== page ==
Side One: Mint Minus to Mint Minus Minus
Side Two: Mint Minus to Mint Minus Minus
- With two seriously good Double Plus (A++) sides, this original pressing has the right sound for Darkness... and a healthy dose of analog magic in its grooves - exceptionally quiet vinyl too
- Forget whatever dead-as-a-doornail Heavy Vinyl record they're making these days - if you want to hear the size and energy of this classic from 1978, this is the only way to go
- The piano is solid and weighty, and there's a fair amount of Tubey Magic considering the troubled history of the project
- 4 1/2 stars: "Springsteen presented these hard truths in hard rock settings, the tracks paced by powerful drumming and searing guitar solos."
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It's not easy to find good sound on this record -- or any Springsteen album, for that matter -- but copies like this prove that this is a MUCH better recording than we ever gave it credit for. It's a rare pressing that can bring this passionate, emotionally charged music to life, but the open, spacious soundstage and full-bodied tonality here are up to the challenge.
What outstanding sides such as these have to offer is not hard to hear:
- The biggest, most immediate staging in the largest acoustic space
- The most Tubey Magic, without which you have almost nothing. CDs give you clean and clear. Only the best vintage vinyl pressings offer the kind of Tubey Magic that was on the tapes in 1978
- Tight, note-like, rich, full-bodied bass, with the correct amount of weight down low
- Natural tonality in the midrange -- with all the instruments having the correct timbre
- Transparency and resolution, critical to hearing into the three-dimensional studio space
What We're Listening For on Darkness On The Edge Of Town
- Energy for starters. What could be more important than the life of the music?
- Then: presence and immediacy. The vocals aren't "back there" somewhere, lost in the mix. They're front and center where any recording engineer worth his salt would put them.
- The Big Sound comes next -- wall to wall, lots of depth, huge space, three-dimensionality, all that sort of thing.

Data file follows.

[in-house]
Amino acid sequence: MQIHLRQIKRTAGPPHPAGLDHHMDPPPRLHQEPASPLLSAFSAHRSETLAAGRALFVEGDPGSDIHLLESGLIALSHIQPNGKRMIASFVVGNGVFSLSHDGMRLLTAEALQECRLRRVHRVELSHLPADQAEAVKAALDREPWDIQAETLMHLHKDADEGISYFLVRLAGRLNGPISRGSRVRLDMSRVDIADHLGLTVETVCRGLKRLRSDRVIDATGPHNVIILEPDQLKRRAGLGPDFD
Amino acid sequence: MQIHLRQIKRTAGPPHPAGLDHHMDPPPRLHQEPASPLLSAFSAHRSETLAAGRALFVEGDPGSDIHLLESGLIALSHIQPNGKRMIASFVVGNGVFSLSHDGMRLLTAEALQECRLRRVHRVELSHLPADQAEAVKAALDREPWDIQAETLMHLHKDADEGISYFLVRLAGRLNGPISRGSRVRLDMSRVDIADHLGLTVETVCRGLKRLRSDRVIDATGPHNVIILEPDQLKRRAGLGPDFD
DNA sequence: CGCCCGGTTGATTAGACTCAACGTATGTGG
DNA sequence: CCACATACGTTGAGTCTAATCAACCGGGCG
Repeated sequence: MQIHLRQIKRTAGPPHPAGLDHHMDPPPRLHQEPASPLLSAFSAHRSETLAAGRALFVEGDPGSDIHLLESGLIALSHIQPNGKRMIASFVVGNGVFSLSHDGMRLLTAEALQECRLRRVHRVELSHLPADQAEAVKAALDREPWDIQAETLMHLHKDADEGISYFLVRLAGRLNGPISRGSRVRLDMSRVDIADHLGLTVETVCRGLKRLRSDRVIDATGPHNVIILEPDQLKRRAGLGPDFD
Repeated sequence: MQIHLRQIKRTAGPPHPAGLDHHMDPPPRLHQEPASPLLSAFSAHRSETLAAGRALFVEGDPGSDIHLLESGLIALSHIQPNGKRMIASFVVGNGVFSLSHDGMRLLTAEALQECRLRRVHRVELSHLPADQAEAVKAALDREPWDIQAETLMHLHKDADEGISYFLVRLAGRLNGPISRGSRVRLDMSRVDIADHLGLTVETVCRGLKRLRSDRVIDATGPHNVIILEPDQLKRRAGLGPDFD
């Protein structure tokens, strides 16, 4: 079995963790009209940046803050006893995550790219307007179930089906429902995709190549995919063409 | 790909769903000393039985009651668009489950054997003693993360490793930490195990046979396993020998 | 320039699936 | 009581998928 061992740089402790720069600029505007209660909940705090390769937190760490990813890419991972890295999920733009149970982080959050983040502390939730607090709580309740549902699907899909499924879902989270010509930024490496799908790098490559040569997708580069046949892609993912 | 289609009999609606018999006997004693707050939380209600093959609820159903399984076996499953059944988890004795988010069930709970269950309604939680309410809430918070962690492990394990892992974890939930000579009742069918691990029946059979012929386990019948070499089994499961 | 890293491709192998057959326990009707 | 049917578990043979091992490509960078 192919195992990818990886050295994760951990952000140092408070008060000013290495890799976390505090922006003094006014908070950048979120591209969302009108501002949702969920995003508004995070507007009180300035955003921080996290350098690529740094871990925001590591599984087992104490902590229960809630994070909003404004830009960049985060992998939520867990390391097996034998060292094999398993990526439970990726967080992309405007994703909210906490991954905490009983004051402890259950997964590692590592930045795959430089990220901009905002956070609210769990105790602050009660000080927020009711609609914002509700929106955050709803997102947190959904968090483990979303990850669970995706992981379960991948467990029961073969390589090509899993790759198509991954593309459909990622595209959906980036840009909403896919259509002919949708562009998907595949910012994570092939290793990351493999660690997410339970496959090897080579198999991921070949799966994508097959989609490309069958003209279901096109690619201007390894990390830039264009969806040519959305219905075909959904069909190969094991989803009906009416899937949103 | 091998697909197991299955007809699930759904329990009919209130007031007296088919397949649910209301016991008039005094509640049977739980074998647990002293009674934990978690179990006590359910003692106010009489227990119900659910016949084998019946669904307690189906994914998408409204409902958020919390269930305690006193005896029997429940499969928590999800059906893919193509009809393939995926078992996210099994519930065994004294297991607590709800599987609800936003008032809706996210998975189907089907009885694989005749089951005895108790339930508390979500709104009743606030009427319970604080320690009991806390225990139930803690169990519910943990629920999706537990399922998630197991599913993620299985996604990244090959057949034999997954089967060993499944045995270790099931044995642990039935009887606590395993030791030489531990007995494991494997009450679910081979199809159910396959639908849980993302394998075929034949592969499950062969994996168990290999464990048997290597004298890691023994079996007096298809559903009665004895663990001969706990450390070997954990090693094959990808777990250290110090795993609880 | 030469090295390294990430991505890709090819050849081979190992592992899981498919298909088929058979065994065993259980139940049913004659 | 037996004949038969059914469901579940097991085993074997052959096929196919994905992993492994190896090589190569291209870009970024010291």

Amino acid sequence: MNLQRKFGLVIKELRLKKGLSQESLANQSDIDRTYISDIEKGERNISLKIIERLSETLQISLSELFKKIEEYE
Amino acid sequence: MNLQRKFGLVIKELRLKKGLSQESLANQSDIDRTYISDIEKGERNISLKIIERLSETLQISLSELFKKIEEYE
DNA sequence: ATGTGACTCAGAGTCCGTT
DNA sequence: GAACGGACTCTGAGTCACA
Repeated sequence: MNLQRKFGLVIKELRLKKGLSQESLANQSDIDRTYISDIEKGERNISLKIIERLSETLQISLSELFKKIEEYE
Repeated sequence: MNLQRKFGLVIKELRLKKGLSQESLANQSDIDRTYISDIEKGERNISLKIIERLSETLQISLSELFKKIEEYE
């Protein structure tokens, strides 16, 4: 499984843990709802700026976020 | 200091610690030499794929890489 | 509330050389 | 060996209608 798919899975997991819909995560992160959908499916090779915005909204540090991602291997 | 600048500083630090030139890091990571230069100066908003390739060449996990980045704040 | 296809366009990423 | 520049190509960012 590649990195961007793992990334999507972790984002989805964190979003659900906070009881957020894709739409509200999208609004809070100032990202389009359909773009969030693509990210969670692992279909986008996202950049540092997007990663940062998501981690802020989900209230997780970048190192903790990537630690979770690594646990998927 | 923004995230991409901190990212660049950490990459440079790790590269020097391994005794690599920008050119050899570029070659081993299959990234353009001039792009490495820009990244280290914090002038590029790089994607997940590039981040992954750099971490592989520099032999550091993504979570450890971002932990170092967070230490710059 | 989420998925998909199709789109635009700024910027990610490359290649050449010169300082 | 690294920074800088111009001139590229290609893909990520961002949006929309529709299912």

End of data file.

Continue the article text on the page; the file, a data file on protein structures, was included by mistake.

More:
- Then transient information -- fast, clear, sharp attacks, not the smear and thickness so common to these LPs.
- Tight punchy bass -- which ties in with good transient information, also the issue of frequency extension further down.
- Next: transparency -- the quality that allows you to hear deep into the soundfield, showing you the space and air around all the instruments.
- Extend the top and bottom and voila, you have The Real Thing -- an honest to goodness Hot Stamper.
Mint Minus Minus and maybe a bit better is about as quiet as any vintage pressing will play, and since only the right vintage pressings have any hope of sounding good on this album, that will most often be the playing condition of the copies we sell. (The copies that are even a bit noisier get listed on the site are seriously reduced prices or traded back in to the local record stores we shop at.)
Those of you looking for quiet vinyl will have to settle for the sound of later pressings and Heavy Vinyl reissues, purchased elsewhere of course as we have no interest in selling records that don't have the vintage analog magic that is a key part of the appeal of these wonderful recordings.
If you want to make the trade-off between bad sound and quiet surfaces with whatever Heavy Vinyl pressing might be available, well, that's certainly your prerogative, but we can't imagine losing what's good about this music -- the size, the energy, the presence, the clarity, the weight -- just to hear it with less background noise.
Adam Raised a Cain
Something in the Night
Racing in the Streets
The Promised Land
Streets of Fire
Prove It All Night
Darkness on the Edge of Town
In a contemporary review for Rolling Stone, Dave Marsh viewed Darkness on the Edge of Town as a landmark record in rock and roll because of the clarity of its production, Springsteen's unique guitar playing, and the programming, which he said connected the characters and themes in a subtle yet cohesive manner. Marsh remarked that the subject matter of the songs fulfilled the hype that previously surrounded Springsteen: "What they've always said was that someday Bruce Springsteen would make rock & roll that would shake men's souls and make them question the direction of their lives. That would do, in short, all the marvelous things rock had always promised to do."
In a retrospective review for AllMusic, William Ruhlmann said that Springsteen began to fully realize his characters as working class on Darkness on the Edge of Town, whose "hard truths in hard rock settings" made for a less accessible work than Born to Run.
Rolling Stone later wrote that the album was the E Street Band's best performance, "colored by the raw sound happening at the time".
In 2003, it was ranked at number 151 on Rolling Stone's list of the 500 greatest albums of all time.
According to Acclaimed Music, Darkness on the Edge of Town is the 103rd most frequently ranked record on critics' all-time lists.
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